Anemia and its type

  • A condition in which the number of red blood cells, the normal concentration of hemoglobin, or the hematocrit is below normal is called anemia.
  • It decreases the blood’s oxygen carrying capacity.
  • Anemia is usually a symptom of underlying diseases.
  • There is usually an abnormally high amount of bilirubin in the plasma when anemia is due to the excessive destruction of erythrocytes.
  • It results in producing characteristics jaundice of the skin and darkening of the feces.
  • The various types of anemia are:

1. Hemorrhagic anemia

  • Results from heavy blood loss.
  • Can be acute and chronic type.
  • Might be seen in some cases like heavy blood loss in menstrual bleeding.
  • Also in severe wounds, or the sort of internal bleeding that accompanies a serious stomach ulcer.

In acute type

  • Hemodilution occurs due to less number of RBC’s.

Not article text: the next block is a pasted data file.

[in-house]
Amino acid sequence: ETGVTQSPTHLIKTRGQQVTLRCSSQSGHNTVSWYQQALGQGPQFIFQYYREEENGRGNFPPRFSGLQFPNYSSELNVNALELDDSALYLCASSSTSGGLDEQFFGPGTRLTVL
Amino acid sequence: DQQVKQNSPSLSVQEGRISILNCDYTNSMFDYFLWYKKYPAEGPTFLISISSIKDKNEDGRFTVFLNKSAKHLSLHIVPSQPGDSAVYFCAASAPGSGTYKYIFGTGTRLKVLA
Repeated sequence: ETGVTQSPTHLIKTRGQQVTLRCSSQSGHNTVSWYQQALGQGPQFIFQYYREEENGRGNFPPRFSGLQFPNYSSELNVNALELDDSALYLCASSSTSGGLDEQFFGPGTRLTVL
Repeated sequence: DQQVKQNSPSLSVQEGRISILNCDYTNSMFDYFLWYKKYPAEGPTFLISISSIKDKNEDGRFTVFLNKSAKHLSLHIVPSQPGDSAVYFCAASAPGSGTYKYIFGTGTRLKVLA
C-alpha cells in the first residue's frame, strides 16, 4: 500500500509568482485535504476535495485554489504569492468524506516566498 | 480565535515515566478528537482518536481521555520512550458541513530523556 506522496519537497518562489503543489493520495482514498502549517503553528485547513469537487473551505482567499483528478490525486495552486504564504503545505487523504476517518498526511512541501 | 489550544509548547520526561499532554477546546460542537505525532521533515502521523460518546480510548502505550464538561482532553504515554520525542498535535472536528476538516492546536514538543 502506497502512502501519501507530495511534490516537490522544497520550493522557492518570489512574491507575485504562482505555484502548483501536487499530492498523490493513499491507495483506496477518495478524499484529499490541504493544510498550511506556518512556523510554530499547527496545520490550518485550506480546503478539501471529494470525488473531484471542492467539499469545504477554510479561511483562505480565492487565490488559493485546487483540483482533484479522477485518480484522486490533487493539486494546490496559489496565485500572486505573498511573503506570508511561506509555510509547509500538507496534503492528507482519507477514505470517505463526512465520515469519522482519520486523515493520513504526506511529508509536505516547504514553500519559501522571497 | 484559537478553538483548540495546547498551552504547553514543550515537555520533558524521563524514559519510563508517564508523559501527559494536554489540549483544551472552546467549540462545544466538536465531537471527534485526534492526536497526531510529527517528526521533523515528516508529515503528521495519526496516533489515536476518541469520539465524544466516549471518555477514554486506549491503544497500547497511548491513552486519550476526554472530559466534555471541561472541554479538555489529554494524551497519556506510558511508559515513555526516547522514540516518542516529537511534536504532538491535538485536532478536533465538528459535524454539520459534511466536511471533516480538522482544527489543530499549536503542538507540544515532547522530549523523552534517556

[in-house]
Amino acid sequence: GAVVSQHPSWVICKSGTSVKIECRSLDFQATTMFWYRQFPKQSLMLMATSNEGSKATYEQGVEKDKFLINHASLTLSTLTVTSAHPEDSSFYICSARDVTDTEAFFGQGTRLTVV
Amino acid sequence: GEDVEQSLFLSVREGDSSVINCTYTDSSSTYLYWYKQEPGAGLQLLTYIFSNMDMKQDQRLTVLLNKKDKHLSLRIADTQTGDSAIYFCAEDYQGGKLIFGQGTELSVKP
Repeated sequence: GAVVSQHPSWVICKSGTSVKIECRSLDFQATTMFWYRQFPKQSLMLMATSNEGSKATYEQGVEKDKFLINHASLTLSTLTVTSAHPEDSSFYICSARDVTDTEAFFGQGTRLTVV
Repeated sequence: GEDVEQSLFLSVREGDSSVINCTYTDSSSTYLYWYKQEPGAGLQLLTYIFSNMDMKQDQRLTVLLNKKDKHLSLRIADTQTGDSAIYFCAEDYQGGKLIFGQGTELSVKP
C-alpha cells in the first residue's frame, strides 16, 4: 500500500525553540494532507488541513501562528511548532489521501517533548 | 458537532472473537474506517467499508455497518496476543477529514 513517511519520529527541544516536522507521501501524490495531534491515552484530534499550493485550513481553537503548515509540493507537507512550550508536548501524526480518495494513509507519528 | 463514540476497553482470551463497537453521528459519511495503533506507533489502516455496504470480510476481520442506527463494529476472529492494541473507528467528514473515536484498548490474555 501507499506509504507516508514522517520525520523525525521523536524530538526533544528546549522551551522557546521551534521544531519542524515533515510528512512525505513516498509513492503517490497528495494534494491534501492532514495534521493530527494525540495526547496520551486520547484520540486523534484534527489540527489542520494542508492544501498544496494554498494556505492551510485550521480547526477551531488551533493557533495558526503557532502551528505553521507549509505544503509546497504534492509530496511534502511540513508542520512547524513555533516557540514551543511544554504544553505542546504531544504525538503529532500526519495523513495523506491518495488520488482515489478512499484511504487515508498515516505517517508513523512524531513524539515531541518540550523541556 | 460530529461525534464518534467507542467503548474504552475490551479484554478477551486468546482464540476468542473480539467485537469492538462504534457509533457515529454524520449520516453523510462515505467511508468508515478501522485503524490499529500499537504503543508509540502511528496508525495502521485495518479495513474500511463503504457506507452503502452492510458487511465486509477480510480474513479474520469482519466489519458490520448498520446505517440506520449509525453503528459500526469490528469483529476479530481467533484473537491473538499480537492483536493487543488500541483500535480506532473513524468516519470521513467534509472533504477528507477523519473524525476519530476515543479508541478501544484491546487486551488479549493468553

• After loss of blood, plasma of blood replaces within 24 hour.
  • But, RBC’s takes at least 4-6 weeks.
  • RBC’s are normocytic and normochromic morphologically.
  • Decrease RBC’s results to hypoxia.
  • Thus, hypoxia causes production of more number of RBC’s by stimulating bone marrow.
  • Correction in the count of RBC’s occurs within 4-6 weeks.

In chronic type

  • Results due to long time loss of blood either externally or internally.
  • Lot of iron is lost resulting to iron deficiency.
  • Hemoglobin synthesis thus affected decreasing its amount in cells.
  • This results to decrease in cell size.
  • RBC’s are microcytic and hypochromic morphologically.

2. Iron-deficiency anemia

  • It is the most common type of anemia.
  • It may be caused by long-term blood loss, low intake of iron, or faulty iron absorption.
  • A hypochromic (low concentration of iron in erythrocytes) microcytic (small erythrocytes) anemia develops if there is deficiency of iron to make erythrocytes.

3. Aplastic anemia

  • Characterized by failure of bone marrow to function normally.
  • Generally caused by poisons such as lead, benzene or arsenic that hampers the production of RBC’s.